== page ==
November 22, 2020
Geburon’s story is about a steadfast and fearless young nun, Marie Héroët, who resists the repeated assaults of a lying and lascivious prior (not a Franciscan this time, but a Benedictine). At one point, the prior urges Marie Héroët to sleep with him in order to heal him of an illness that “doctors say is incurable unless I indulge myself and take my pleasure with a woman whom I love passionately,” an allusion to the medical theory of therapeutic intercourse that was controversial but circulating at the time, as Judy Kem discusses in her analysis of Marguerite de Navarre’s stories in Pathologies of Love (University of Nebraska Press, 2019).
It is Marguerite de Navarre herself who brings about the resolution to this tale, as Marie Héroët’s story reaches her after the nun writes an account of what has transpired and slips it to her brother when he comes to visit her, and the brother sends it to their mother, who shows it to the Queen of Navarre. The prior is sent for and shamed, and he dies in less than a year, and Marie Héroët ends up as an abbess who brings reformation to her abbey and lives the rest of her life “full of the spirit of God.”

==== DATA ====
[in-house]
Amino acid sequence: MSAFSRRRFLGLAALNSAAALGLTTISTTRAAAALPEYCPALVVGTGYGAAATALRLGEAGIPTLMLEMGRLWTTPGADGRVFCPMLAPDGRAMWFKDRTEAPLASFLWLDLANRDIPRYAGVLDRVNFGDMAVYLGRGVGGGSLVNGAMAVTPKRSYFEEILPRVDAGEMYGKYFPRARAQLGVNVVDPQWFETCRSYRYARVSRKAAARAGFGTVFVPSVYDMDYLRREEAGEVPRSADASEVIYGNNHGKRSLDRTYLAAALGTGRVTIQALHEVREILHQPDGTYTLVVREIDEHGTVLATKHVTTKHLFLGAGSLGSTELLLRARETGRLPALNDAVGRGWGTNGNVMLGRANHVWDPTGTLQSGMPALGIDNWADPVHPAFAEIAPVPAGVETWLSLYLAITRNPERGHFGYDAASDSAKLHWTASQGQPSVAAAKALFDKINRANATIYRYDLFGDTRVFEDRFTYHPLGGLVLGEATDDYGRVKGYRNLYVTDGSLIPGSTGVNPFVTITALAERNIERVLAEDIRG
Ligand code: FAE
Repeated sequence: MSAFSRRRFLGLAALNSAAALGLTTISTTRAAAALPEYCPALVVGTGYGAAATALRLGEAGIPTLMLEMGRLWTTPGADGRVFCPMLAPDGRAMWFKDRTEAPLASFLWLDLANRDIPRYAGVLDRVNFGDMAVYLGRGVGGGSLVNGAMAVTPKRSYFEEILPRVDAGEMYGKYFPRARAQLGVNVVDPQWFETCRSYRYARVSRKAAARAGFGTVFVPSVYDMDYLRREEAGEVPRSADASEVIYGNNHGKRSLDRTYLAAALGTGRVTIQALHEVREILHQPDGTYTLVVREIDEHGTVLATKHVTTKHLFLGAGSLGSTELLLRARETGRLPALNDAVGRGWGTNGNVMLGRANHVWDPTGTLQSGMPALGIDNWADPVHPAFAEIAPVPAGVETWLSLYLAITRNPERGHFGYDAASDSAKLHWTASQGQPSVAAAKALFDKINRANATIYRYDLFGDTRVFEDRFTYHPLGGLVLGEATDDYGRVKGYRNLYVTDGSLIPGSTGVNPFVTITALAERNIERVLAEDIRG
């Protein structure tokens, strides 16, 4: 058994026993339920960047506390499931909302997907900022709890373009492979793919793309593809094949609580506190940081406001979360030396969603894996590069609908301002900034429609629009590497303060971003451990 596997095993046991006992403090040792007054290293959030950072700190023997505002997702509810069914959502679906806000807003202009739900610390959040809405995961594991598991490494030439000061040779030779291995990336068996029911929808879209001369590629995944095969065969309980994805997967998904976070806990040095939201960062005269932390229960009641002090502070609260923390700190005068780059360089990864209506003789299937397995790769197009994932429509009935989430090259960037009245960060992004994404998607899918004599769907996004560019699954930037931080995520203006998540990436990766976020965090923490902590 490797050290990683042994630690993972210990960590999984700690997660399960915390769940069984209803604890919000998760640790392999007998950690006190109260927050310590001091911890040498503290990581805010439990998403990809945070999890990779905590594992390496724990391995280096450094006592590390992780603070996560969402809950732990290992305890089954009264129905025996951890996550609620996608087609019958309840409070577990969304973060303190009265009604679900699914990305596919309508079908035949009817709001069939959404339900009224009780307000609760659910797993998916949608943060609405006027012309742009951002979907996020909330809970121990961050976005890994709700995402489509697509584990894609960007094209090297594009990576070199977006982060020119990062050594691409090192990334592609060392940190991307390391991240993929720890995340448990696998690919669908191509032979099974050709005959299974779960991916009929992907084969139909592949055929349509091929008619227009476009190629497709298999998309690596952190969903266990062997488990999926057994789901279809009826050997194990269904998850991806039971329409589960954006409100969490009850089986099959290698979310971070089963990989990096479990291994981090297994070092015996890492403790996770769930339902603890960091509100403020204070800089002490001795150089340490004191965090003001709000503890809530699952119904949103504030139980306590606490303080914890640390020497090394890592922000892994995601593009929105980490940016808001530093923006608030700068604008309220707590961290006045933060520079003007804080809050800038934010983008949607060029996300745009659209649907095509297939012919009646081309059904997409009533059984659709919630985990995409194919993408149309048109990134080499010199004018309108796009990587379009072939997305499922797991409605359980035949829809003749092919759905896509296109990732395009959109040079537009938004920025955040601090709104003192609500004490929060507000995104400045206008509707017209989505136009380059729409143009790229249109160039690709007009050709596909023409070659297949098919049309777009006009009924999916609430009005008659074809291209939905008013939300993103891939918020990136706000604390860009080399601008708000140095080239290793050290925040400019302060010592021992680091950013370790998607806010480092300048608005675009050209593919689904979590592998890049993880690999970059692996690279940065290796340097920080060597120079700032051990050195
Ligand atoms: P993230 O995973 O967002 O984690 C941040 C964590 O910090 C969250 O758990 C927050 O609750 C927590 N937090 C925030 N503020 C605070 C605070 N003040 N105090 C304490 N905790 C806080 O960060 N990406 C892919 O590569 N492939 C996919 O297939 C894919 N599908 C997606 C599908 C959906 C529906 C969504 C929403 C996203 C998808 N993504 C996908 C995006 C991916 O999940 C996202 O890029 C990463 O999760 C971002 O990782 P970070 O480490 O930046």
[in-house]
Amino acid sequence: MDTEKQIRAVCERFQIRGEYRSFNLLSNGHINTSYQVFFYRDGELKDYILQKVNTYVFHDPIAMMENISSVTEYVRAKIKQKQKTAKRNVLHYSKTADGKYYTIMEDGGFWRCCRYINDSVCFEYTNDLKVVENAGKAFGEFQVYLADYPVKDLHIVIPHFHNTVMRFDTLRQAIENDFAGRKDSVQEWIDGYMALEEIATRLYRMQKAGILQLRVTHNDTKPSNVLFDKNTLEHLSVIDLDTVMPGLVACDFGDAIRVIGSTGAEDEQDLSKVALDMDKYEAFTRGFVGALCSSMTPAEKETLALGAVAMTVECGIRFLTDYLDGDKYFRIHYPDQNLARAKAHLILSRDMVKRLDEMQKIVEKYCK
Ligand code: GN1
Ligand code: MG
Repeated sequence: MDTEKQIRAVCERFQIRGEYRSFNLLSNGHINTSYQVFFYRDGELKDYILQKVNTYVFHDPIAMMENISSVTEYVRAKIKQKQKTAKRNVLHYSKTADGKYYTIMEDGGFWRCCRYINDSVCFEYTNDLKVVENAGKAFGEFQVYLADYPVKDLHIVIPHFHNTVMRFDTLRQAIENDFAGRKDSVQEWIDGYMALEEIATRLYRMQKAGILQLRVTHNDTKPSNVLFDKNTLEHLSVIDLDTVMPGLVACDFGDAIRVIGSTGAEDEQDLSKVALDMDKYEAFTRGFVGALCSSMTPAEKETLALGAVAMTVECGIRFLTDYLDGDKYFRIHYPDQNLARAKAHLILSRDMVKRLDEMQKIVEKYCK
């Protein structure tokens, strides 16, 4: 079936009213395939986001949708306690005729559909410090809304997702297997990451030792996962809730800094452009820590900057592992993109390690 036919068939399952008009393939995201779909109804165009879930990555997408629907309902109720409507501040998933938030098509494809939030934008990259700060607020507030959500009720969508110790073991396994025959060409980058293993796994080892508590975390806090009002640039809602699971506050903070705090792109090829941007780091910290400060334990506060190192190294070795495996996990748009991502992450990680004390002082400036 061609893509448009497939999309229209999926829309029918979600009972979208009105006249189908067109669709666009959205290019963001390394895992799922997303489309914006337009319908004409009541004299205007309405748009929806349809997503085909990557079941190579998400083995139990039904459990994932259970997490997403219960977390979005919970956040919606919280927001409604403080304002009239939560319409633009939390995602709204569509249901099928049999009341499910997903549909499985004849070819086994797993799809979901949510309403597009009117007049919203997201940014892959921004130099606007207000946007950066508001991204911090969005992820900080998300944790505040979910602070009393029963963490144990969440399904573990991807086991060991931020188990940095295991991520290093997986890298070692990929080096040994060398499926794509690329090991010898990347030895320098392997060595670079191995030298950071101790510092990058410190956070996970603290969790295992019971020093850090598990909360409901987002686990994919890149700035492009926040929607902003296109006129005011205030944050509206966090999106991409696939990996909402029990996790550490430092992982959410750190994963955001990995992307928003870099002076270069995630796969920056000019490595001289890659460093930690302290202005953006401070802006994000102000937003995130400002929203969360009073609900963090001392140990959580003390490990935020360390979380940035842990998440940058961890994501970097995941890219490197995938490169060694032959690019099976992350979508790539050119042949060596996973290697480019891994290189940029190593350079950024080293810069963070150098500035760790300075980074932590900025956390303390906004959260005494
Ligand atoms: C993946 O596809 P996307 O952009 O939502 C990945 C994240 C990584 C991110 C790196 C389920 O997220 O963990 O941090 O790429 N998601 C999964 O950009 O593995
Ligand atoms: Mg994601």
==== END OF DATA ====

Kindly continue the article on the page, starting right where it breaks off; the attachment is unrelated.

The characters in this story are historically identifiable. The Benedictine is Étienne Le Gentil, the feared and respected prior of Saint Martin des Champs in Paris, and Marie Héroët is the younger sister of poet Antoine Héroët, a close friend of Marguerite de Navarre.